When it comes to medical exams and inquiries, the Americans with Disabilities Act (ADA) lays out some pretty specific rules.
The rules are different for applicants than they are for current employees.
And even among applicants, the rules aren’t the same.
ADA-covered employers who proceed without knowledge of these rules are flying blind – and asking for trouble.
A Louisiana car dealer found that trouble. It will pay $100,000 and take other steps to resolve an allegation that it subjected an employee to unlawful inquiries and an unlawful medical exam.
The Equal Employment Opportunity Commission (EEOC) sued New Orleans car dealer Hone of Covington. It said the dealer discharged a sales representative after subjecting her to unlawful inquiries and an unlawful medical exam.
The sales rep told the employer when she was hired that she has ADHD and was legally taking medication to treat it.
You Can’t Do That
The employer took a very wrong turn by telling her to stop taking the medication and then ordering her to take a drug test, the agency alleged. That alleged conduct clearly violated the ADA, it said.
To end the suit, the employer will pay $100,000. It will also conduct relevant training and revise its policies.
Here’s a quick breakdown of ADA rules on medical exams and inquiries.
Before making an offer, employers may not make any disability-related inquiries or require a medical examination. Period. It’s as simple as that.
If an employer makes a conditional job offer but the applicant has not started working, the light turns from red to green. Employers can make disability-related inquiries and require medical exams. But there are important limitations. First, all entering employees in the same job category must be subjected to the same inquiries/exams. And if an applicant is screened out because of a disability, it’s on the employer to show the exclusionary criteria is job-related and consistent with business necessity.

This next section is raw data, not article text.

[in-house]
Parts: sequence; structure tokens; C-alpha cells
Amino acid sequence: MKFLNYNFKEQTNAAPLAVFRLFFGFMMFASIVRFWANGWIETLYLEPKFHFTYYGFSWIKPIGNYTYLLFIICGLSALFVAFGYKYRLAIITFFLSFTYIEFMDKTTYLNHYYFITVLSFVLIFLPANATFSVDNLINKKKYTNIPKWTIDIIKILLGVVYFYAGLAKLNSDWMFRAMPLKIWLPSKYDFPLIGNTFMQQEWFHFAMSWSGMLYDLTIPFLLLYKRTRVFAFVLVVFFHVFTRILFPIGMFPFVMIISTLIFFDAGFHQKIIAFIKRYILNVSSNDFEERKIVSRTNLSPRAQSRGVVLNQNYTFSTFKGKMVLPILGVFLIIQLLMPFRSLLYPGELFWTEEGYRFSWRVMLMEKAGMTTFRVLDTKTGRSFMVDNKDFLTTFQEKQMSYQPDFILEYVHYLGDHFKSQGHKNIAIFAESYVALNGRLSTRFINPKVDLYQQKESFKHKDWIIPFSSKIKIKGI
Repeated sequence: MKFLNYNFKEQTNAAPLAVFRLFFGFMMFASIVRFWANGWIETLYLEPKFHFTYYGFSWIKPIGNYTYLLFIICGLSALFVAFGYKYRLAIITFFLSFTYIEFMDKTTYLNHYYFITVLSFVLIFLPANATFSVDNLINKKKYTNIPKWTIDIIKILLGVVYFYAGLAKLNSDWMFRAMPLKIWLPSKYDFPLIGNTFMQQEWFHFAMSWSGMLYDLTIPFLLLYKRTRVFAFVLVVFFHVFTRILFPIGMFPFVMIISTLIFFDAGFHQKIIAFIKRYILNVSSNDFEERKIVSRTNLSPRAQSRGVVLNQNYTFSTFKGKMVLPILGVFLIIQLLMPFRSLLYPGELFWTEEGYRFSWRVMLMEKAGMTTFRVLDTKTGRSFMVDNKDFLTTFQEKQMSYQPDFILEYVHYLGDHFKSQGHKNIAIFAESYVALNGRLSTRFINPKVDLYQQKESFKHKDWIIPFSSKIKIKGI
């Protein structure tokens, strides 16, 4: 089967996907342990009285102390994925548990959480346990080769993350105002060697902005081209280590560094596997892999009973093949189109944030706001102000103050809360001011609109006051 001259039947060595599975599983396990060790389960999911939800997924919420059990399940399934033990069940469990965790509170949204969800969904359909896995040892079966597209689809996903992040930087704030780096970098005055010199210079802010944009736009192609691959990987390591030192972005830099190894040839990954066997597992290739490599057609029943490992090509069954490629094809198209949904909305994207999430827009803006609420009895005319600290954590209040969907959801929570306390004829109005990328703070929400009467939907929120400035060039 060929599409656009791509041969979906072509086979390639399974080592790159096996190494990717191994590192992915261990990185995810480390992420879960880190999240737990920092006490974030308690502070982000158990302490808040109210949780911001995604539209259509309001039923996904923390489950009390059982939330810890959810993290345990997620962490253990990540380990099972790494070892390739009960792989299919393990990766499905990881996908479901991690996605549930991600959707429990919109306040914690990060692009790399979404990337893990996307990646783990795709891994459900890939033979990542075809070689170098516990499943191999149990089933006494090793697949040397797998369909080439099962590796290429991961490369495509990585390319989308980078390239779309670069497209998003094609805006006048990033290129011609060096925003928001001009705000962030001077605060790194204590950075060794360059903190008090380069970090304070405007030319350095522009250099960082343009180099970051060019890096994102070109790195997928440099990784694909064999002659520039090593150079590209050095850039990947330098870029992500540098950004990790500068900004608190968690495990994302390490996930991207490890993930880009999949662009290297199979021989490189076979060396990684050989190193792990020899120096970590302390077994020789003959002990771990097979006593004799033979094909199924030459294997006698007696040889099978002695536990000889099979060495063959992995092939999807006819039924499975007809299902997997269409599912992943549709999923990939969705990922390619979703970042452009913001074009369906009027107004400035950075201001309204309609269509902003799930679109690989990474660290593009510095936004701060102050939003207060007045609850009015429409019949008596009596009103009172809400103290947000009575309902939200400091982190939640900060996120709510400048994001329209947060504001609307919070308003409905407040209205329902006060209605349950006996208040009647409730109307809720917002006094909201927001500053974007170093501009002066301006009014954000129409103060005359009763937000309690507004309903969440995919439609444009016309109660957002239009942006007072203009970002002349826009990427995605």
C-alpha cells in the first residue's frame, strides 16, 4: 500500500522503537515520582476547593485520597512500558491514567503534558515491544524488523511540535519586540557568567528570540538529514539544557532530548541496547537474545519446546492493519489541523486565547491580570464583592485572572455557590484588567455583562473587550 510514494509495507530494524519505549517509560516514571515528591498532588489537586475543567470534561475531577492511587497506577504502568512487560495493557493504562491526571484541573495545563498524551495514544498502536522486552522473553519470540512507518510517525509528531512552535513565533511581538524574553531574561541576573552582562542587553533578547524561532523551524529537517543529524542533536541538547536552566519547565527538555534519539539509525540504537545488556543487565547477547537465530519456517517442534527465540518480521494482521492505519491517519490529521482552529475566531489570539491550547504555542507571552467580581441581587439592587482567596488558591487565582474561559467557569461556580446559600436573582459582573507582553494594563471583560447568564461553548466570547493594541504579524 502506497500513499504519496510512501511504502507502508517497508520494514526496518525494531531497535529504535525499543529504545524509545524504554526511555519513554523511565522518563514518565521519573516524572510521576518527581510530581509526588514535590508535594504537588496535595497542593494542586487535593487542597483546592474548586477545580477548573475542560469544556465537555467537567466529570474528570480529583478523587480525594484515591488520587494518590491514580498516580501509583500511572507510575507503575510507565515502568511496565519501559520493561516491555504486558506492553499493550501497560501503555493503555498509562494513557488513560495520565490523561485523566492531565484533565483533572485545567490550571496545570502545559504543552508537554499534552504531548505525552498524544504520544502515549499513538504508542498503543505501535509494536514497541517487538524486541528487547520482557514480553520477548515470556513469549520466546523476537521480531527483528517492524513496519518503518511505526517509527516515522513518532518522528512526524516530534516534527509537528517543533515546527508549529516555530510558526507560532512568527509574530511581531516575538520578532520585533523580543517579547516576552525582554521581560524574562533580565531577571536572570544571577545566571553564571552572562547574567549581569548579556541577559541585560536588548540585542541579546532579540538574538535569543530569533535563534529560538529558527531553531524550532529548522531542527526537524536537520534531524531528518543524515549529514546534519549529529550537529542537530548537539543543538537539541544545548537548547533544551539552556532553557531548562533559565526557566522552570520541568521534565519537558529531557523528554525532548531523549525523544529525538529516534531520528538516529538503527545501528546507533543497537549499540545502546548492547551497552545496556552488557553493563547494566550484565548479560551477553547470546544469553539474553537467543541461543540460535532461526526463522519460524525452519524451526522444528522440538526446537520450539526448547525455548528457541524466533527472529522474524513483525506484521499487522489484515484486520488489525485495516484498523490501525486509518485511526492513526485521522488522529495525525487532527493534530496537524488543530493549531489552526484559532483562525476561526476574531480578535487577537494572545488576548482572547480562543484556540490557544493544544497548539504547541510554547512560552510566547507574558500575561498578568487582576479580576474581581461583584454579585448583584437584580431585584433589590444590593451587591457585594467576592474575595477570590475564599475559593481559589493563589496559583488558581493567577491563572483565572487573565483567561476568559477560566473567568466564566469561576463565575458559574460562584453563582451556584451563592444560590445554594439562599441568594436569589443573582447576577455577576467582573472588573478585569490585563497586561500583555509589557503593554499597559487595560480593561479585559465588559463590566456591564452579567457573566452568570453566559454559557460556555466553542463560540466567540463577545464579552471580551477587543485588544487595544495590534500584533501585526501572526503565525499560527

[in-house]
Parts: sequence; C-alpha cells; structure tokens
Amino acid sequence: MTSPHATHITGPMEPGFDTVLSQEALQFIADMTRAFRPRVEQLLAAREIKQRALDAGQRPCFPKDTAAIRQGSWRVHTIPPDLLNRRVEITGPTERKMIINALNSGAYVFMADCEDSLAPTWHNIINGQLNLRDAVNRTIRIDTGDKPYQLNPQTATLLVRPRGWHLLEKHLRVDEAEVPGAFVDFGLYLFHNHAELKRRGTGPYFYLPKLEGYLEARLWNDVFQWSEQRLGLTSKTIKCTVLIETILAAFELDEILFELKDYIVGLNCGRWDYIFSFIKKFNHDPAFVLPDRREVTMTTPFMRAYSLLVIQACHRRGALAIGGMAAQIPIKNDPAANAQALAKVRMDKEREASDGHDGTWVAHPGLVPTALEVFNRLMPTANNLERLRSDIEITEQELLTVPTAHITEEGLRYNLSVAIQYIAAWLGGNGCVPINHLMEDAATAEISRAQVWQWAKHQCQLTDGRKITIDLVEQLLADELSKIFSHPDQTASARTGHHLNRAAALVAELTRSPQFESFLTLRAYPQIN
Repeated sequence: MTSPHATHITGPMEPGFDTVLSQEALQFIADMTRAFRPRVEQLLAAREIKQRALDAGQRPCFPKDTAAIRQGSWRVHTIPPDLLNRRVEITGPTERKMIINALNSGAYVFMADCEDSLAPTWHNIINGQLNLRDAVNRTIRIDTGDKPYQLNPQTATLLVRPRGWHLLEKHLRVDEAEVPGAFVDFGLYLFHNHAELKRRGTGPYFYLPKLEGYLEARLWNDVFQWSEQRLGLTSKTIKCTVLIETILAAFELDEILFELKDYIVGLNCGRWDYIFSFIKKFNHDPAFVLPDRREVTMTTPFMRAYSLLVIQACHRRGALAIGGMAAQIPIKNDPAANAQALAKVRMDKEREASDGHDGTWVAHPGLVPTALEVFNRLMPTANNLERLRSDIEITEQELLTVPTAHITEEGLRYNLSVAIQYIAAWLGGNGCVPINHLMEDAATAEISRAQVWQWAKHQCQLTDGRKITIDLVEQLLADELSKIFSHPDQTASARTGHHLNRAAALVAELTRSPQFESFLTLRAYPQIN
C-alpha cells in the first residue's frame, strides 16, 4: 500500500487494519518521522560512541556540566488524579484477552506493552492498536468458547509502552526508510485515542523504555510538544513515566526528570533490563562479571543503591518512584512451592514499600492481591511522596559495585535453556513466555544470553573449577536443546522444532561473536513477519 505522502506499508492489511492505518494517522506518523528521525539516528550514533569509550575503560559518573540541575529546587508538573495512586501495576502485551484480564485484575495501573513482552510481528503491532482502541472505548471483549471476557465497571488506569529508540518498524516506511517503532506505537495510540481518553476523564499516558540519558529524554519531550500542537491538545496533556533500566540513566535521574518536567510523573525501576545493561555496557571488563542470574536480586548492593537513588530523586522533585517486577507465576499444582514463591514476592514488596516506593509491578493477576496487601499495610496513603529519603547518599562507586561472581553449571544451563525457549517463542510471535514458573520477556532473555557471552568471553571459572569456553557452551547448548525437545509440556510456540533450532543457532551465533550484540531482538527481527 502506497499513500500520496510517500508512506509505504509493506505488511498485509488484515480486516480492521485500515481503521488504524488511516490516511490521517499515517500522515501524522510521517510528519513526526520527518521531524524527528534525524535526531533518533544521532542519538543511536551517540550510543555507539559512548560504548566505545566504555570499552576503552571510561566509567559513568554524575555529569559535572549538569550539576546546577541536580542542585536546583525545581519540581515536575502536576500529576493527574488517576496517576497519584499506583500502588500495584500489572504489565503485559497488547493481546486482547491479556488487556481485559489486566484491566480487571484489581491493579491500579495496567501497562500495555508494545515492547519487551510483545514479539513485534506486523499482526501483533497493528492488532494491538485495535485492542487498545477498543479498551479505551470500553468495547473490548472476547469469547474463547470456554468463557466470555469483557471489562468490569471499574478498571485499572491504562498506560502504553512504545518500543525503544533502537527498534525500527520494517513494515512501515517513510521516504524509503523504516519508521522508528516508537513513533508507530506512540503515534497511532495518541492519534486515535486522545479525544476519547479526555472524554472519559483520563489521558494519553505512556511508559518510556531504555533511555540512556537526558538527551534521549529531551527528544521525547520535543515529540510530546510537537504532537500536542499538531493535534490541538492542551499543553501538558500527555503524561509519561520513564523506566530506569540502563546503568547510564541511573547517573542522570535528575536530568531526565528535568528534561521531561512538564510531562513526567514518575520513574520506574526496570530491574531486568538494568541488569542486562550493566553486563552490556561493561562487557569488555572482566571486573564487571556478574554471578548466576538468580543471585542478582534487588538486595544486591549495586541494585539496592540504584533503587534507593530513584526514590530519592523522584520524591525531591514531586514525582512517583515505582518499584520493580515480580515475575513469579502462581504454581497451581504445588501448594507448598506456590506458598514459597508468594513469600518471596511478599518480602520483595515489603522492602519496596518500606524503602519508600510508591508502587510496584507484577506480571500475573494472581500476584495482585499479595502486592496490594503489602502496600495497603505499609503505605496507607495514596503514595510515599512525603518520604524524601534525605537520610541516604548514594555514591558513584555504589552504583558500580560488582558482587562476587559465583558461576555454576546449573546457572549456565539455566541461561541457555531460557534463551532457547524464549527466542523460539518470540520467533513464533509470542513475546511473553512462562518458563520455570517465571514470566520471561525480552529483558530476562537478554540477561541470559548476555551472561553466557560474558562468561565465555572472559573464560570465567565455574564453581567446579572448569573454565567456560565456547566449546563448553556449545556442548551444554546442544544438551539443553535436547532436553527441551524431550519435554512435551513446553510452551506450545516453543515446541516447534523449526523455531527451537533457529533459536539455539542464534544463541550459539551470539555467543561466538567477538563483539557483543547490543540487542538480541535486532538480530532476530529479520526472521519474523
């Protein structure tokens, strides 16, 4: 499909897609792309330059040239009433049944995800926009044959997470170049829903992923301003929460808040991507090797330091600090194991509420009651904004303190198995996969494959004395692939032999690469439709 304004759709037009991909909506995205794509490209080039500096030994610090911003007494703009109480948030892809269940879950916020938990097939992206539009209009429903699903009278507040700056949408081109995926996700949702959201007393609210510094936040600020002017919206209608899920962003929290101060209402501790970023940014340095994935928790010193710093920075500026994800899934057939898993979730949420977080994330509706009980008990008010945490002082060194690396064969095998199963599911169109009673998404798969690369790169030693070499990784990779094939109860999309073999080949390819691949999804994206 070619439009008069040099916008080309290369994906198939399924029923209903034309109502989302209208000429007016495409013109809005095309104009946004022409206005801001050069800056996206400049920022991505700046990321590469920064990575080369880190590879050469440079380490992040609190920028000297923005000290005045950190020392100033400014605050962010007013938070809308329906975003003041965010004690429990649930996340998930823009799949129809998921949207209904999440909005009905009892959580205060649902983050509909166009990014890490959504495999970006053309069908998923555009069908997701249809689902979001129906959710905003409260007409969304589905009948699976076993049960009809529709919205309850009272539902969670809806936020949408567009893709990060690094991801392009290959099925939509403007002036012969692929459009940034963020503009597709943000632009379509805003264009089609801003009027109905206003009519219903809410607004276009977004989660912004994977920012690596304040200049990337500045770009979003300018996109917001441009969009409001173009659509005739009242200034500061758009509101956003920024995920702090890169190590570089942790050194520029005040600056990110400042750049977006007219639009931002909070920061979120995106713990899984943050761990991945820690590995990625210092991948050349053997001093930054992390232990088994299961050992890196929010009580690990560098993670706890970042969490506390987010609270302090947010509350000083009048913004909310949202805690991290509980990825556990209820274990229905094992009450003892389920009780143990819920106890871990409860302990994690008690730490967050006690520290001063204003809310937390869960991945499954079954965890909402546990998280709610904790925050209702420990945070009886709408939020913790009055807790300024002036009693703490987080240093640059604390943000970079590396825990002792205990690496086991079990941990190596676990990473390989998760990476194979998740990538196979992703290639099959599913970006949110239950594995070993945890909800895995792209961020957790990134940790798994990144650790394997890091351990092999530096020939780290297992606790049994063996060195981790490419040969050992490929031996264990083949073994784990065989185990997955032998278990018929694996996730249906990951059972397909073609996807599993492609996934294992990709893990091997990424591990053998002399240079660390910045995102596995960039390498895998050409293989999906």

The third and final rule tier applies to current employees. The rule: No medical exams or inquiries unless they are both job-related and consistent with business necessity.
What’s “job-related and consistent with business necessity”?
Employers meet the standard when they reasonably believe that an employee’s medical condition impairs their ability to do the job or poses a direct threat. The belief has to be based on solid, objective information.
The employer’s alleged conduct in this case fell far short of meeting that standard. And ordering an employee to stop taking medication that a healthcare provider has legally prescribed? That’s a next-level no-no.
This case also holds lessons about the ADA rules regarding drug testing, which can get a bit tricky.
Under the ADA, testing for the illegal use of drugs is not a medical exam. That means employers can subject both applicants and employees to such testing without violating the statute.
But the same is not true when it comes to drug testing like that required in this case. If an employee is legally taking a prescription drug, a drug test is a medical exam. And for current employees, it is barred by the ADA unless it is both job-related and consistent with business necessity.